Figure 2.7 X-ray tube placed on the floor to project the x-ray beam vertically through the skull of the mummy called James Penn. The EMT frame was used to support the film holder.

Image Receptors

As described earlier in this chapter, image receptors come in a variety of shapes and sizes, and have set technical factors. Discarded cassettes can be easily found at medical centers or imaging equipment vendors. Optimally, a 14 x 17 in. (35.5 x 43 cm), 100-speed screen would be the best all-purpose choice. This size would cover a large area of the mummy or artifact, and if disarticulated skeletal remains are the study subjects, a number of bones will fit onto a single film. A 14 x 36 in. (35.5 x 91.4 cm) cassette would be a great find. Although that size film has become more difficult to locate (trifold versus single sheet), the greater challenge is loading it into the hanger for manual processing. The cassette can be loaded with two sheets of standard 14 x 17 in. (35.5 x 43 cm) film with 2 in. of screen uncovered (Figure 2.8). The primary advantage of the long cassette is that it covers a large area of the mummy in a single exposure. The principal disadvantage is that generally an SID of 72 in. (190.5 cm) is necessary for the radiation to cover the entire 14 x 36 in. (35.5 x 91.4 cm) cassette.

Conventional radiographic film/screen imaging systems can be problematic. Although expired film can be easily obtained, it may be difficult to match the speeds of the donated screens with expired film. The main disadvantage of a mismatched system is a change in the relative speed and, possibly, a loss of detail. However, if the film and the screen were donated, the financial savings are certainly worth the loss of a little detail and contrast.

When detail is necessary, such as an infant bundle, a nonscreen film holder should be used instead of the cassette equipped with intensifying screen. The resulting image will have greater detail and the textile wrappings and some soft tissue structures may be more clearly visualized (Figures 2.9A and 2.9B). If a nonscreen film holder cannot be located, one can easily be fashioned using the black plastic liner found in boxes of many brands of

Figure 2.8 Two 14 x 17 in. (35.5 x 43 cm) films placed into a 14 x 36 in. (35.5 x 91.4 cm) cassette. Note there were 2 in. (5 cm) on the right side of the cassette, where there is no film.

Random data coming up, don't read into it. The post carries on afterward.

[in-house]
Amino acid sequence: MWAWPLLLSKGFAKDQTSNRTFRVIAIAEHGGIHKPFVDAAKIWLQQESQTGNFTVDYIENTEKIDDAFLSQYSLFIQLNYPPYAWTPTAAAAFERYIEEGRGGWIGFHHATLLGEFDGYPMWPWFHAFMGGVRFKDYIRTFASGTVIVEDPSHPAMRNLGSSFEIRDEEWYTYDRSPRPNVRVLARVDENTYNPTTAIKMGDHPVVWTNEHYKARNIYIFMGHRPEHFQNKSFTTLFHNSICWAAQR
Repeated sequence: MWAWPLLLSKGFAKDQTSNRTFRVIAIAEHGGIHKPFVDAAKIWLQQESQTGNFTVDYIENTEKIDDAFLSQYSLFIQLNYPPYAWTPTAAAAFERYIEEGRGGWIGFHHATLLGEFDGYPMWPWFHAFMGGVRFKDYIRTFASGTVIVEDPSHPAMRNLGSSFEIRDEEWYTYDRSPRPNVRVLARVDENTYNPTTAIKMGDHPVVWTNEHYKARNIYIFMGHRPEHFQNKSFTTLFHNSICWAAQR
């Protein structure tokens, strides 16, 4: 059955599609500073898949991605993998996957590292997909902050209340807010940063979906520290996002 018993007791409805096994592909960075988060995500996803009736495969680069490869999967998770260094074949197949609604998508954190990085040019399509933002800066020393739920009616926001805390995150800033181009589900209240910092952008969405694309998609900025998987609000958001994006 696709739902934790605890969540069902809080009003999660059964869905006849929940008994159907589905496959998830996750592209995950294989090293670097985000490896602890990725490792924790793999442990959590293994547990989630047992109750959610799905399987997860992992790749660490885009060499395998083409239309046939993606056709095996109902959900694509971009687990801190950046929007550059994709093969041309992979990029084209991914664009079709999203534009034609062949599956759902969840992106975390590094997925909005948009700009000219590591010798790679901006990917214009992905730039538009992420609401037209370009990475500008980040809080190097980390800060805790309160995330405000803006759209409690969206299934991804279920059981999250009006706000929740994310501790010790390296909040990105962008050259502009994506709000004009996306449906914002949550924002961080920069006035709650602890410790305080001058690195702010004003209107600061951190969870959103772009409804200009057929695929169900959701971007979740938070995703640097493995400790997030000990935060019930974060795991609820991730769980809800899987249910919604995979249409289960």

x-ray film (Figure 2.10). If the black bag liner is not available, one can be easily constructed. Cardboard or 1/8 in. (3.1 mm) Foamcore® can be used as a "stiff" base. The base is then placed into an "envelope" made of black swimming pool liner. The simple black bag film holder without the cardboard or foamcore has the advantage of being more flexible.

Using film without a cassette or screen has various applications. If the space behind the subject is too narrow to allow the passage of a cassette or there is no way to support the cassette behind the subject, nonscreened film can be slid into that space (Figure 2.11). The flexibility and lightweight nature of a nonscreen film holder can be utilized for projections, such as a lateral skull, that could not have been taken without a more complex, time-consuming approach (Figures 2.12A and 2.12B). Another application is when the goal is to image a very large area at one time. Using nonscreened film and allowing the film to overlap so that the images may be reconstructed during postprocessing will produce a single image of the large subject. The drawback to the nonscreened method is that the exposure time needs to be increased by a factor of 100. If a single long exposure were taken, the x-ray tube would overheat and result in permanent damage. Many shorter exposures must be

Figure 2.9A an AP (anterior-posterior) projection of the pelvis and legs of a Guanajuato infant mummy (M1M3) taken with a Polaroid screen cassette at 46 kVp and 1.2 mas.

Figure 2.9 B A similar projection of another Guanajuato infant mummy (GMo8), taken without the use of a screen, on Polaroid film at 46 kVp and 150 mas. Note the more defined appearance of the trabecular pattern in the right ilium with the nonscreen image. In addition, the film taken without the use of the screen provides visualization of the soft tissue structures of the legs.

Figure 2.9 B A similar projection of another Guanajuato infant mummy (GMo8), taken without the use of a screen, on Polaroid film at 46 kVp and 150 mas. Note the more defined appearance of the trabecular pattern in the right ilium with the nonscreen image. In addition, the film taken without the use of the screen provides visualization of the soft tissue structures of the legs.

taken to avoid the overheating potential, and additional care must be taken to keep the x-ray tube cool. The authors have used ice, cool packs, and in one case, chilled champagne to keep the tube cool (Figure 2.13).

Another image receptor system that was available, instant film, will be discussed following the description of film changing and processing challenges. The instant film eliminated many of these challenges, thereby streamlining the conventional imaging procedure.

Figure 2.10 an old commercially available nonscreen film holder on the right and the black plastic envelope removed from a box of film on the left. The latter can be used as a nonscreen film holder.
Figure 2.11 since the mummies were fastened to the wall, it was not possible to place a conventional cassette behind the mummy. Here, a Polaroid film packet was easily placed behind the thorax of a mummy (u1) in urbania, Italy.